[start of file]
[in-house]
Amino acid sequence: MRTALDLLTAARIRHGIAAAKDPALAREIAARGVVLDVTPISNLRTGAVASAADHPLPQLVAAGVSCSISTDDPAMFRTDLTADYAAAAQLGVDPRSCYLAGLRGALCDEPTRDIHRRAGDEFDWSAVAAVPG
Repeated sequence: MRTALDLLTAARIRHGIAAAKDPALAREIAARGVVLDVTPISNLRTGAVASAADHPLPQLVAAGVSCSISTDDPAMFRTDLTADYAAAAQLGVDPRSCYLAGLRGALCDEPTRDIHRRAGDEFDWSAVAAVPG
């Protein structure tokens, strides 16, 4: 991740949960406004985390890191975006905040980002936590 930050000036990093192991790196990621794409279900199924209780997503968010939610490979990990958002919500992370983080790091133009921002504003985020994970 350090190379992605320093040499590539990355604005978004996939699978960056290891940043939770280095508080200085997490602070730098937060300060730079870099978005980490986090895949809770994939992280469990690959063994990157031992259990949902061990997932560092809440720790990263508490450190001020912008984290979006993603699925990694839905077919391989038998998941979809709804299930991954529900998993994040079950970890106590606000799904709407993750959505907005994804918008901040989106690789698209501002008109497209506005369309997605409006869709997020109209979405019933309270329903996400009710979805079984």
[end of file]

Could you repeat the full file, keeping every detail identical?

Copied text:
[in-house]
Amino acid sequence: MRTALDLLTAARIRHGIAAAKDPALAREIAARGVVLDVTPISNLRTGAVASAADHPLPQLVAAGVSCSISTDDPAMFRTDLTADYAAAAQLGVDPRSCYLAGLRGALCDEPTRDIHRRAGDEFDWSAVAAVPG
Repeated sequence: MRTALDLLTAARIRHGIAAAKDPALAREIAARGVVLDVTPISNLRTGAVASAADHPLPQLVAAGVSCSISTDDPAMFRTDLTADYAAAAQLGVDPRSCYLAGLRGALCDEPTRDIHRRAGDEFDWSAVAAVPG
């Protein structure tokens, strides 16, 4: 991740949960406004985390890191975006905040980002936590 930050000036990093192991790196990621794409279900199924209780997503968010939610490979990990958002919500992370983080790091133009921002504003985020994970 350090190379992605320093040499590539990355604005978004996939699978960056290891940043939770280095508080200085997490602070730098937060300060730079870099978005980490986090895949809770994939992280469990690959063994990157031992259990949902061990997932560092809440720790990263508490450190001020912008984290979006993603699925990694839905077919391989038998998941979809709804299930991954529900998993994040079950970890106590606000799904709407993750959505907005994804918008901040989106690789698209501002008109497209506005369309997605409006869709997020109209979405019933309270329903996400009710979805079984």